Who knows whether Minneapolis hip-hop producer Ant has the same effect on rappers he works with--one of whom, Brother Ali, covers Cash's "A Boy Named Sue." Who knows whether everyone walked into Sun Studios a country boy and walked out a bad motherfucker. (The anecdote is at least half apocryphal: Cash didn't play "Folsom," but Phillips supposedly told him, "Go home and sin, and then come back with a song I can sell.'') All we really have is the evidence of our ears, and the evidence of the liner notes. This year, for Ant, these included his own cool DJ mix CD, Melodies and Memories 85-89, and production credits on three great albums in collaboration with rappers: Murs and Slug on Felt 2: A Tribute to Lisa Bonet; Slug under the name Atmosphere on You Can't Imagine How Much Fun We're Having; and I Self Devine on Self Destruction--all issued by the local label Rhymesayers. The latter two are exactly what Sam Phillips demanded: Self's "Can't Say Nothing Wrong" is a tribute to something realer than Lisa Bonet, a love song for women struggling with their own youth and kids, and shit jobs and groceries on the bus. Atmosphere's "Pour Me Another" is a tribute to addiction and the ultimate funky wallow. (It meets the oncoming truck with a smile.)
For one track, Ant provided ancient reggae and gurgling wah-wah guitar. For the other, a descending piano line. But if the role of producer is mysterious, the role of hip-hop impresario is doubly so. Working with other people's lyrics, assembling other people's long-ago-recorded music, Ant's art is ultimately harder to pin down than his live DJing (he stepped out of the studio this year to tour as a DJ with Atmosphere for the first time since they formed a decade ago). I don't know why "Smart Went Crazy" makes me feel like my smarts are going crazy, its disembodied guitar squeal meeting a sampled "Yeah!" over and over like a face to a slap, before ending in a harmonica shuffle that could be straight off an old Sun side. All I know is that I want to go home and sin.
Peter S. Scholtes is a staff writer at City Pages.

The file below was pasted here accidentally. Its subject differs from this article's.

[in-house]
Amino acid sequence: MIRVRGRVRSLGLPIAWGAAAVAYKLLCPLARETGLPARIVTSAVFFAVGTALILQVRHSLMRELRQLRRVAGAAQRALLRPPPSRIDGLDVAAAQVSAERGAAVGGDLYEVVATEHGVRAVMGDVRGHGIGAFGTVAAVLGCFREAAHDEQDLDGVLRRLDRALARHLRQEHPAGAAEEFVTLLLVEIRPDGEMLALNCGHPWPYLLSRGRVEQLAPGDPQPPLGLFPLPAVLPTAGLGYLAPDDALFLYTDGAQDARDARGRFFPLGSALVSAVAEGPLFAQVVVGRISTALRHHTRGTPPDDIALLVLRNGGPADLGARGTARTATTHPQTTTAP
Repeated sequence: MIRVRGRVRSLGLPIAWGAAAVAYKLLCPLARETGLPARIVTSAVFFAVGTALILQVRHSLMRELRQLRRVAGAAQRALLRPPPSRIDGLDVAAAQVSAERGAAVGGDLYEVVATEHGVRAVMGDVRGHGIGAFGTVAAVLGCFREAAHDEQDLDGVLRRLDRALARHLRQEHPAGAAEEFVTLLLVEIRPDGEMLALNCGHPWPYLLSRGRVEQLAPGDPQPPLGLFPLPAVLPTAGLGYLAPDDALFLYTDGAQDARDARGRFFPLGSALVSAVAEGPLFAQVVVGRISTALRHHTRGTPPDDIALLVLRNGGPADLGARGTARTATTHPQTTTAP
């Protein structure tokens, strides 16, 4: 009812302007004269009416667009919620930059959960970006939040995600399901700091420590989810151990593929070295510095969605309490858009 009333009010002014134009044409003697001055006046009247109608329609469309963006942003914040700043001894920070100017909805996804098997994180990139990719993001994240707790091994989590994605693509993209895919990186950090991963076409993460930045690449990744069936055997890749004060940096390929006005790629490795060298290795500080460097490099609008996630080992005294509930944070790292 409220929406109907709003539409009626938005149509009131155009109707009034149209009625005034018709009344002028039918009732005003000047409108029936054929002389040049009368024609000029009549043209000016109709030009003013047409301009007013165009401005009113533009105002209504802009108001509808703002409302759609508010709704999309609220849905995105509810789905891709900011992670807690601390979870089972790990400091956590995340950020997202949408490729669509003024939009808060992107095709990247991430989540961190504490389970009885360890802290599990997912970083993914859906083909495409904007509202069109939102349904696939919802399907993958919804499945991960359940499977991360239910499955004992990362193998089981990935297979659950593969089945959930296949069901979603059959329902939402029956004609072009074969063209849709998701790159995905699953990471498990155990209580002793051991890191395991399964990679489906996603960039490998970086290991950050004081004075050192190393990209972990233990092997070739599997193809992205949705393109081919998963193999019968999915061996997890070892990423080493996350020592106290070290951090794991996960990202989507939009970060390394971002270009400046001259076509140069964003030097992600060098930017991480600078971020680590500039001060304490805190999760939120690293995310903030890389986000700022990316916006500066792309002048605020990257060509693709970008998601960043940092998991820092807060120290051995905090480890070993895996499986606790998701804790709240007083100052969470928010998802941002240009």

Noah Bremer and Jon Ferguson with the Live Action Set
By Caroline Palmer
Making theater about life during wartime presents a delicate balancing act for director and performer alike. Dwelling too long on death and destruction leads to a shell-shocked audience, but excessive levity seems inappropriate, disrespectful. This summer Live Action Set teamed up with performer Noah Bremer and director Jon Ferguson to create Please Don't Blow Up Mr. Boban, an original work about a café in the middle of a battle zone. Performed at the Soap Factory during the Fringe Festival (with a second run at the Loring Playhouse this fall), the show captured the extremes of humanity one would expect to encounter in such a situation: It asked tough questions and featured moments of haunting terror, but it also offered moments of sweet humor and exceptional grace.
Performed in the round, with many of the actors assuming multiple roles, the show was about Mr. Boban, a café owner portrayed by the immensely likable and physically elastic Bremer, who effortlessly inserted clowning into his performance. His antic interactions at the beginning of the show with the equally winning Robert Haarmon provided a poignant contrast to the darker moments to come. I was too stunned at the end of this show to clap immediately. The sadness of the final scene was overwhelming, and it took a moment to recover--and then jump to my feet. Ultimately this was a performance about how life can be affirmed, even celebrated, in the midst of adversity. Many who have survived such experiences have done so by relying on their wit and clinging to their humanity, even in the smallest ways. Please Don't Blow Up Mr. Boban beautifully illustrated this potential while at the same time realistically portraying the horror and absurdity of war.
Caroline Palmer is a Minneapolis attorney and regular contributor to City Pages.
By Karl Raschke
There's an image that's been stuck in my head since I first saw it last May. It's a little painting called Asian Girl by Ryan Sweere. It's part of a series of pictures he's been making since 2002 of people riding the bus. The paintings all share a hazy quality that replicates the glazed-over, don't-talk-to-me look that's so common in close public quarters. For the series, Sweere has situated himself within the crowd so viewers get images from unconventional angles--the backs of heads, feet jutting out into the aisle. The emphasis is on body language.